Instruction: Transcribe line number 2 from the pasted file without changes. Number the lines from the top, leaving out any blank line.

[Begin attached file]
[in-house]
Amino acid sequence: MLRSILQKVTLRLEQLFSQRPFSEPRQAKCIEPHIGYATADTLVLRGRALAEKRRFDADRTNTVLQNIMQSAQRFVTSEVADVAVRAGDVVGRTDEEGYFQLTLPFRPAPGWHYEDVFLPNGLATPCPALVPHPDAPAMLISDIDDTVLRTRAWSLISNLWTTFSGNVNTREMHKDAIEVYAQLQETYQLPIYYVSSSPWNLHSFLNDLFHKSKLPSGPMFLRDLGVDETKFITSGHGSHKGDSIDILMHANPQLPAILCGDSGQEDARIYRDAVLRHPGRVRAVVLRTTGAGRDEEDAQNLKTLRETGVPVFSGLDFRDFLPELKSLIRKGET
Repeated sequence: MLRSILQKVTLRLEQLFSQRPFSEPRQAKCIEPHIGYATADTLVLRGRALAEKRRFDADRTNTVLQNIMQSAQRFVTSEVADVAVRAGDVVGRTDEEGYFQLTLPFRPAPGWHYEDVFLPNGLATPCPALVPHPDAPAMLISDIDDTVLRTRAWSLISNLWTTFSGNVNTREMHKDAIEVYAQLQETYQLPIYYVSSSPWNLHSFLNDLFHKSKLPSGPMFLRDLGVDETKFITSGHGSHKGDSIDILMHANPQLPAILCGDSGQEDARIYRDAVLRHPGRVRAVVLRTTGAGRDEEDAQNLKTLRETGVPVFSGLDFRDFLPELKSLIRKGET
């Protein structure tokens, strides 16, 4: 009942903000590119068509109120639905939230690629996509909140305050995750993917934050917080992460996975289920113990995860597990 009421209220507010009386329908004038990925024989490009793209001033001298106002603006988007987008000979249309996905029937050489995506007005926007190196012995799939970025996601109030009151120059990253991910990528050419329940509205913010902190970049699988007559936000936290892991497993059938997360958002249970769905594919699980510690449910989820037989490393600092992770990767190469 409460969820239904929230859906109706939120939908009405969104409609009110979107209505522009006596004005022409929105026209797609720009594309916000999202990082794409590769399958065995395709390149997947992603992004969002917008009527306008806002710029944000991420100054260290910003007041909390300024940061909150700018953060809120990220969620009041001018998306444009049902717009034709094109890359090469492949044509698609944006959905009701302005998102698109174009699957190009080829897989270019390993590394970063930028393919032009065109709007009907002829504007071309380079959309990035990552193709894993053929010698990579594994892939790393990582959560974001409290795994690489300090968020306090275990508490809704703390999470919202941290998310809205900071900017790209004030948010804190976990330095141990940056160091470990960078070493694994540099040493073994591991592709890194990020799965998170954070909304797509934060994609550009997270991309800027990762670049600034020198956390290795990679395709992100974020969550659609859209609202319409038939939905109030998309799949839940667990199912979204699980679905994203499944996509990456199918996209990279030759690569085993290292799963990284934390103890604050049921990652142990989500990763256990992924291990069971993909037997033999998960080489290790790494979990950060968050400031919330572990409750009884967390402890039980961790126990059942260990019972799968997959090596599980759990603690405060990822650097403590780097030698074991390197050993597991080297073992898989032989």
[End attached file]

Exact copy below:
Amino acid sequence: MLRSILQKVTLRLEQLFSQRPFSEPRQAKCIEPHIGYATADTLVLRGRALAEKRRFDADRTNTVLQNIMQSAQRFVTSEVADVAVRAGDVVGRTDEEGYFQLTLPFRPAPGWHYEDVFLPNGLATPCPALVPHPDAPAMLISDIDDTVLRTRAWSLISNLWTTFSGNVNTREMHKDAIEVYAQLQETYQLPIYYVSSSPWNLHSFLNDLFHKSKLPSGPMFLRDLGVDETKFITSGHGSHKGDSIDILMHANPQLPAILCGDSGQEDARIYRDAVLRHPGRVRAVVLRTTGAGRDEEDAQNLKTLRETGVPVFSGLDFRDFLPELKSLIRKGET